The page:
Last week BSA brought the sandwich and food-to-go industry together at an event designed to share insights and promote networking. The audience heard from some excellent speakers, drawn from across the sector, at this session created specifically for our members. Here’s what we took as the key themes from the day.


BSA set up for a significant 2020

Jim Winship opened the session with a summary of the BSA’s areas of current focus. Our underlying purpose is to represent the interests of the sandwich and food-to-go industry in the UK, including acting as the voice of our industry, challenging legislation, on our members' behalf, and bringing our sector together to learn and share in sessions like our members' breakfast briefings, and of course the Sammies.

Jim drew attention to some of the current programmes underway. Listeria for example, is an issue under discusssion right now, particularly with relevance to how food is handled in higher risk environments such as hospitals.  BSA is working with a range of government and NHS bodies to ensure that the right guidelines are in place to make sure food is handled safely in these types of environments. Allergens too has been an area of recent focus, whereby the BSA is keen to ensure that guidelines around this from the Food Standards Agency (FSA) are appropriate and practical.

He also highlighted upcoming activities and events. A dedicated meeting looking at the issue of packaging recyclability will take place on February 12 in London, bringing our sector together to outline progress to date and priorities ahead. He then called out two further key dates for members: the next members’ breakfast session on March 25 (for which you can sign up here), and the Sammies, our annual awards for the sandwich and food-to-go sector, on May 7. Entries for the Sammies will close on February 14 - he urged those in the room not to delay with their entries. Click here to access the full January association update for members.

The IRI view: modest growth, but food-to-go retains good growth opportunities  

Guy Addenbrooke and Tom Hamilton spoke about how IRI saw the broader food-to-go and sandwich landscape right now, based on their tracking of food-to-go sales in retail.  The results they shared highlighted an interesting dynamic. A challenging broader food market landscape, variable weather conditions and an increasing level of competition from non-retailers are all contributory factors to a market that is only showing limited growth right now. While sandwiches have held their own, packed salads sales have been declining year-on-year. An important channel shift is however underway, with convenience performing much better than supermarkets across the range of food-to-go products that IRI tracks. 

Vegan is the current buzz, but it’s easy to overestimate its sales impact

Guy and Tom spoke of how, despite the huge media and in-store focus on vegan and plant-based options, overall its sales participation is limited, at just 1% of total sales. So while a host of activity around Veganuary has captured the column inches and headlines in early 2020, it's one of just a number of opportunities for growth out there, and there are many non-vegan growth opportunities out there as well. They then spoke about the nutritional metrics they are developing, and adding into their sales tracking. They see this as becoming increasingly important over the years ahead, and will look to develop this further, as the nutritional debate continues and develops.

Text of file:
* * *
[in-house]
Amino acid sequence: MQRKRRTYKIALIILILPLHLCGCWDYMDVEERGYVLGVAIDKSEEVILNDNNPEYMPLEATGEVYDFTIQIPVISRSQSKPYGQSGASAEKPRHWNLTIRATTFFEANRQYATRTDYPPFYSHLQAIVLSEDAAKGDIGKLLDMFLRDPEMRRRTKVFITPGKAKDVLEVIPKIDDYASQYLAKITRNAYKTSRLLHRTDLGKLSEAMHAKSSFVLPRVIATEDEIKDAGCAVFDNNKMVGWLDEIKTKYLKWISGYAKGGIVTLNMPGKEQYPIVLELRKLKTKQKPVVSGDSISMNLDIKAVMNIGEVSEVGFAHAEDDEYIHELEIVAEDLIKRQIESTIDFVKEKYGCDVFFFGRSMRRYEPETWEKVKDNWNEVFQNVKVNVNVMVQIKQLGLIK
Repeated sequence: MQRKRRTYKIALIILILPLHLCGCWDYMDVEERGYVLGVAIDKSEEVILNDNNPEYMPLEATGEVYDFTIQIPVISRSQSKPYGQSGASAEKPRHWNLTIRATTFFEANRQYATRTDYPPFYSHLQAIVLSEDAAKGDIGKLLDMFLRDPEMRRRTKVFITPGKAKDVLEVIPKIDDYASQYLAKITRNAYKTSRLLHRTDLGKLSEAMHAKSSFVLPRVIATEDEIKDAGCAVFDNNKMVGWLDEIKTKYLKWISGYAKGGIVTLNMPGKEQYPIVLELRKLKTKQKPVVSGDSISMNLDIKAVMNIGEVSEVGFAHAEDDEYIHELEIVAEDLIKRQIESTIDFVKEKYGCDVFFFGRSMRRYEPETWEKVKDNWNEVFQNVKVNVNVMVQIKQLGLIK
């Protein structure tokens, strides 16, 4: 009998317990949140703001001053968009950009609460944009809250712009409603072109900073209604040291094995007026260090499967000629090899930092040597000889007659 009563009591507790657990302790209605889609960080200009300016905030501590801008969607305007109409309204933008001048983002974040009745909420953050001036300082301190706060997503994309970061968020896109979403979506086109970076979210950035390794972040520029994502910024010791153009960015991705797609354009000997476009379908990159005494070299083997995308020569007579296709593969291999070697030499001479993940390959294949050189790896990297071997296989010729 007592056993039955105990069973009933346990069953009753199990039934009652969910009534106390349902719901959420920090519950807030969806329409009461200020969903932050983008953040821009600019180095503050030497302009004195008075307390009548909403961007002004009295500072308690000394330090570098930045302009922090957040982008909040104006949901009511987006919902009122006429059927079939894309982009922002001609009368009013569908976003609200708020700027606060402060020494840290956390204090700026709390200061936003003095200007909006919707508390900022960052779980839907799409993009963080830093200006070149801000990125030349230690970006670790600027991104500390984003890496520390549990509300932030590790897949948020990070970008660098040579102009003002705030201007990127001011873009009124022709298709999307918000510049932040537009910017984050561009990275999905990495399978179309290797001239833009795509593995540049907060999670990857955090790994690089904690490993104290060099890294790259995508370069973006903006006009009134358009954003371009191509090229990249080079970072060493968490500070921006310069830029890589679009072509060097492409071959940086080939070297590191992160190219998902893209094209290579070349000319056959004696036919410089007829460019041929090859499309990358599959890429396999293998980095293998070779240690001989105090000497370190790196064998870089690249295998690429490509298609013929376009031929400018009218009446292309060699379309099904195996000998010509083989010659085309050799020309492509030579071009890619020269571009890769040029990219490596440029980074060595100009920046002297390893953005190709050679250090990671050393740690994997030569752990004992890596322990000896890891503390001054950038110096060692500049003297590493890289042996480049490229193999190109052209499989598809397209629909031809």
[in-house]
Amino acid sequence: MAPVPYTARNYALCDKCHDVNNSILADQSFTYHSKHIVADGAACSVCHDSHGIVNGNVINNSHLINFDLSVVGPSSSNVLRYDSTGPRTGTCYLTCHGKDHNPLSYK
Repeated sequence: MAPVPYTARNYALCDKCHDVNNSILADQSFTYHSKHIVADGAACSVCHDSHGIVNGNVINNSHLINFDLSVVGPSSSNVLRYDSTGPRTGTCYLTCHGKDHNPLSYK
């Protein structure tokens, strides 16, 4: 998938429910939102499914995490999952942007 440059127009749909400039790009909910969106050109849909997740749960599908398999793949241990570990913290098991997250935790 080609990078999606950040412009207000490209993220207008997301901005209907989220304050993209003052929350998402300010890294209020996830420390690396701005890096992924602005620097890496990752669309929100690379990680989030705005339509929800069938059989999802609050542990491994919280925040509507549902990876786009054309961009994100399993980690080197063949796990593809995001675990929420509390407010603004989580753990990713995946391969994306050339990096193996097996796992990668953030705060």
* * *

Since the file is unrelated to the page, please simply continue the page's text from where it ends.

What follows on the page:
Greencore: A fast changing food-to-go market 

Robert Potts from Greencore then outlined how Greencore is forging new opportunities for growth in the food-to-go market. As well as outlining how insight from a variety of sources underpins the Greencore way, Robert also spoke about the changing nature of the market. 

In fact, Robert described a rapidly changing marketplace, in which future opportunities for growth are likely to be very different from those in the past. Aligned with this, it requires a very different way of thinking and approach to take advantage of a shifting market and changing consumer, where a wider range of product and solutions will play a role in targeting consumers across a wider range of formats, channels and occasions. 

As a route to success, he outlined the importance of having a clear vision and growth plan for your customers, backed up by consumer and category insight and an understanding of the shopper journey.

New formats will feed into this changing opportunity 

Our Director of Member Services Gavin Rothwell also took the opportunity to share some of the global formats he’s seen that could shape the future of food-to-go. He called out examples of operators driving the future focus of food-to-go, retail and foodservice, and spoke of the increasing format blurring in this space. He talked through how formats such as Fresh the Good Food Market and SPAR Merrion Row in Dublin, Jumbo Foodmarkt in the Netherlands and Fresh Atelier food-to-go format are creating compelling fresh focused food solutions to meet a variety of missions and needs states. As well as working with BSA, Gavin also runs food-to-go and retail safaris across Europe - he finished by speaking of how the food formats of the future will be very different from the formats of today, and calling out some of the ways in which those in the food-to-go market can position themselves to be prepared for this change. 

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